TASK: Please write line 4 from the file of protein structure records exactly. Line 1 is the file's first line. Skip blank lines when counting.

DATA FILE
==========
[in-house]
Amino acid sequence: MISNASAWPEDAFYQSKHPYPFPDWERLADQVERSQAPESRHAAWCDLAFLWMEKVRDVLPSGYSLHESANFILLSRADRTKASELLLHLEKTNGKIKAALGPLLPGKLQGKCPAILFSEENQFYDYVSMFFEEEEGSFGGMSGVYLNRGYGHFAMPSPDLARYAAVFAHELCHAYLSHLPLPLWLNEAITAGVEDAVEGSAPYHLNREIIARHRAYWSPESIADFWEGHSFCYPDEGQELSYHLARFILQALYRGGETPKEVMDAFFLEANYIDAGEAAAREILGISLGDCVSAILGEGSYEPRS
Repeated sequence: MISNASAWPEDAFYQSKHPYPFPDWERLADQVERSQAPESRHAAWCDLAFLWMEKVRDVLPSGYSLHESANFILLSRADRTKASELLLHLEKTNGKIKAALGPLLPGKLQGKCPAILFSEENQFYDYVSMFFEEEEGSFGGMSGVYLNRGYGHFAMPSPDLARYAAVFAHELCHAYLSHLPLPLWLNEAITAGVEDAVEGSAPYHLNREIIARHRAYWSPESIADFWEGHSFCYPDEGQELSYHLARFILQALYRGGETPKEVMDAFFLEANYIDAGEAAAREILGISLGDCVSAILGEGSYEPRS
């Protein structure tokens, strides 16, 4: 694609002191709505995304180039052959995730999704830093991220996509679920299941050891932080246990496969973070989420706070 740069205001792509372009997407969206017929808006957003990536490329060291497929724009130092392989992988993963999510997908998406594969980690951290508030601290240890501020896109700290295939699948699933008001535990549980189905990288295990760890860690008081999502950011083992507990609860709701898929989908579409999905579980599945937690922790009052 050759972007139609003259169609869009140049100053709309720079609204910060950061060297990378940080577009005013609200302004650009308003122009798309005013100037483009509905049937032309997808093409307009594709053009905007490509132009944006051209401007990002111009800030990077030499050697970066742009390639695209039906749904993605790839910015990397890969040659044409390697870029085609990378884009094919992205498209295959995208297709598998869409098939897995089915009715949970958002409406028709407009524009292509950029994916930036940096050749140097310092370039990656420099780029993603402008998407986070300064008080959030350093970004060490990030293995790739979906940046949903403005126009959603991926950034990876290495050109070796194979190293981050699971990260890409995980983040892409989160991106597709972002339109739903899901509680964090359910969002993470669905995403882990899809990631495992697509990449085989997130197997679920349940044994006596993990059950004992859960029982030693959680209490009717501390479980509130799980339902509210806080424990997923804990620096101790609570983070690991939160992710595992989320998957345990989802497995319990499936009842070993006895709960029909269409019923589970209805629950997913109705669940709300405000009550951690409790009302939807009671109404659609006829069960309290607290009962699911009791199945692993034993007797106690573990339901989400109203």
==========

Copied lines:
């Protein structure tokens, strides 16, 4: 694609002191709505995304180039052959995730999704830093991220996509679920299941050891932080246990496969973070989420706070 740069205001792509372009997407969206017929808006957003990536490329060291497929724009130092392989992988993963999510997908998406594969980690951290508030601290240890501020896109700290295939699948699933008001535990549980189905990288295990760890860690008081999502950011083992507990609860709701898929989908579409999905579980599945937690922790009052 050759972007139609003259169609869009140049100053709309720079609204910060950061060297990378940080577009005013609200302004650009308003122009798309005013100037483009509905049937032309997808093409307009594709053009905007490509132009944006051209401007990002111009800030990077030499050697970066742009390639695209039906749904993605790839910015990397890969040659044409390697870029085609990378884009094919992205498209295959995208297709598998869409098939897995089915009715949970958002409406028709407009524009292509950029994916930036940096050749140097310092370039990656420099780029993603402008998407986070300064008080959030350093970004060490990030293995790739979906940046949903403005126009959603991926950034990876290495050109070796194979190293981050699971990260890409995980983040892409989160991106597709972002339109739903899901509680964090359910969002993470669905995403882990899809990631495992697509990449085989997130197997679920349940044994006596993990059950004992859960029982030693959680209490009717501390479980509130799980339902509210806080424990997923804990620096101790609570983070690991939160992710595992989320998957345990989802497995319990499936009842070993006895709960029909269409019923589970209805629950997913109705669940709300405000009550951690409790009302939807009671109404659609006829069960309290607290009962699911009791199945692993034993007797106690573990339901989400109203």